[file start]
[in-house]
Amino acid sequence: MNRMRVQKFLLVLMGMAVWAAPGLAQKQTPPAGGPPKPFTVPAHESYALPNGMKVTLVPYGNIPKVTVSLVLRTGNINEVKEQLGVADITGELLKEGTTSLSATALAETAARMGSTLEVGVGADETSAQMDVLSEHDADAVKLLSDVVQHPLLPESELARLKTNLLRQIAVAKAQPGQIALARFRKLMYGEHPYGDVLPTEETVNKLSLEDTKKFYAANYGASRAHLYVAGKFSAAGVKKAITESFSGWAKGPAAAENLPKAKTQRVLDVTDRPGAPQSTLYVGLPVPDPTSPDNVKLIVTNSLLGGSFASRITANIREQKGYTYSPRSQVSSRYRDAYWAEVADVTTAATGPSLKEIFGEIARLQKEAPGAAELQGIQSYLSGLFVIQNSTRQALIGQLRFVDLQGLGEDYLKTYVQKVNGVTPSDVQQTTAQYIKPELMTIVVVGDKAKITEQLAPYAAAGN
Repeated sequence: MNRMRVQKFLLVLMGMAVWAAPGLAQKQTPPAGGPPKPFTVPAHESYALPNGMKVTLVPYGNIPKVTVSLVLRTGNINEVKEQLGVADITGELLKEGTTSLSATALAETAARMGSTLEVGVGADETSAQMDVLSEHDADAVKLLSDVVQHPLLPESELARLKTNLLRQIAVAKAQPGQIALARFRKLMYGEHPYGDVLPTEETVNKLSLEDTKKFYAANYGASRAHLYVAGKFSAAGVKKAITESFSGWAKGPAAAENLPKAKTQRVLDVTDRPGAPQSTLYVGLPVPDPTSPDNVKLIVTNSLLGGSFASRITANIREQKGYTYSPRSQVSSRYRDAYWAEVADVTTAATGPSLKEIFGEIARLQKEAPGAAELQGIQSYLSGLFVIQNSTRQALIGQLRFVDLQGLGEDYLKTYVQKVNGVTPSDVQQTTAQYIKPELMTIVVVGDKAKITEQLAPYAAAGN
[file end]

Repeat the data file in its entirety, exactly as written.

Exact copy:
[in-house]
Amino acid sequence: MNRMRVQKFLLVLMGMAVWAAPGLAQKQTPPAGGPPKPFTVPAHESYALPNGMKVTLVPYGNIPKVTVSLVLRTGNINEVKEQLGVADITGELLKEGTTSLSATALAETAARMGSTLEVGVGADETSAQMDVLSEHDADAVKLLSDVVQHPLLPESELARLKTNLLRQIAVAKAQPGQIALARFRKLMYGEHPYGDVLPTEETVNKLSLEDTKKFYAANYGASRAHLYVAGKFSAAGVKKAITESFSGWAKGPAAAENLPKAKTQRVLDVTDRPGAPQSTLYVGLPVPDPTSPDNVKLIVTNSLLGGSFASRITANIREQKGYTYSPRSQVSSRYRDAYWAEVADVTTAATGPSLKEIFGEIARLQKEAPGAAELQGIQSYLSGLFVIQNSTRQALIGQLRFVDLQGLGEDYLKTYVQKVNGVTPSDVQQTTAQYIKPELMTIVVVGDKAKITEQLAPYAAAGN
Repeated sequence: MNRMRVQKFLLVLMGMAVWAAPGLAQKQTPPAGGPPKPFTVPAHESYALPNGMKVTLVPYGNIPKVTVSLVLRTGNINEVKEQLGVADITGELLKEGTTSLSATALAETAARMGSTLEVGVGADETSAQMDVLSEHDADAVKLLSDVVQHPLLPESELARLKTNLLRQIAVAKAQPGQIALARFRKLMYGEHPYGDVLPTEETVNKLSLEDTKKFYAANYGASRAHLYVAGKFSAAGVKKAITESFSGWAKGPAAAENLPKAKTQRVLDVTDRPGAPQSTLYVGLPVPDPTSPDNVKLIVTNSLLGGSFASRITANIREQKGYTYSPRSQVSSRYRDAYWAEVADVTTAATGPSLKEIFGEIARLQKEAPGAAELQGIQSYLSGLFVIQNSTRQALIGQLRFVDLQGLGEDYLKTYVQKVNGVTPSDVQQTTAQYIKPELMTIVVVGDKAKITEQLAPYAAAGN